In cooperation with


Immunologic Disorders in Human Infertility

The process of embryo implantation is of high complexity establishing a dialogue between the (vital) embryo and the immune system of the mother in spe.The maternal immune system does not play a »defensive« role but is used by the embryo (and its specific HLA groups at the implantation front) to support the implantation process and the ensuing pregnancy by accelerating cell division and cell growth (»nurse function«).

For certain types of patient couples (e.g. those with specific receptor defects), the transient absence of an embryo during ART treatments may hinder the implantation process or even render it completely impossible; in general, this applies particularly to cultures with a longer absence of the embryo,e.g. in so called blastocyst cultures.

Our understanding of the pathophysiology of implantation problems is growing and an increasing number of treatment options is emerging, e. g. as part of ART treatments or to lower the risk of a repeated miscarriage in patients with recurrent sponteous abortions (RSA). Given the complexity of the nidation process, and particularly of the embryo-maternal dialogue (i. e. receptor-ligand interactions and cytokine patterns), the primary issue is to aim for as accurate a diagnosis as possible (of the underlying disorder), serving as a basis for the development of specific treatments in patients suffering from nidation problems (repetitive implantation failure = RIF) or RSA.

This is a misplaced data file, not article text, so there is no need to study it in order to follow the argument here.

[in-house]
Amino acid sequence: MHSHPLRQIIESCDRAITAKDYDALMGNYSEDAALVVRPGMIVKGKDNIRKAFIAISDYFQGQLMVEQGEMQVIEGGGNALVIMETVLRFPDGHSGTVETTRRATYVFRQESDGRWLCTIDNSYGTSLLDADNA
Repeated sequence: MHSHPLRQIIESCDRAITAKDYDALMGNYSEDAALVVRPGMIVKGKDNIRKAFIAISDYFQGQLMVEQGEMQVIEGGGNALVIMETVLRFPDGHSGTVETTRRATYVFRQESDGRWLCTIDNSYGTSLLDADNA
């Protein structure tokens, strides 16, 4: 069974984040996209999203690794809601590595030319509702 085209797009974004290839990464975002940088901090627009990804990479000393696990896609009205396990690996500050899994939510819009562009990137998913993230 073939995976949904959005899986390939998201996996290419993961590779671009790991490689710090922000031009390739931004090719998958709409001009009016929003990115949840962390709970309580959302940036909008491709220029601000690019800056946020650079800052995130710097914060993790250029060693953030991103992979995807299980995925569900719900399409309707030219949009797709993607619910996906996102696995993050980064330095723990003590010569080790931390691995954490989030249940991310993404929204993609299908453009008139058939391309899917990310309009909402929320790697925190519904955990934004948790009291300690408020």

CME Prakt Fortbild Gynakol Geburtsmed Gynakol Endokrinol 2010; 6(3):186-204

embryo-maternal dialogue, natural killer cells,receptors (KIR-LILR-NKG2), cytokines (G-CSF),autoantibodies, IVIG, RSA, RIF

Wolfgang Würfel
Kinderwunsch Centrum München, München

Würfel W. Immunologische... Gynakol Geburtsmed Gynakol Endokrinol 2010; 6(3): 186-204 publiziert 30.11.10 ©akademos Wissenschaftsverlag 2010 ISSN 1614-8533
Reviewer: Ines Doll, Hamburg
und Sylke Reichel-Fentz, Heidelberg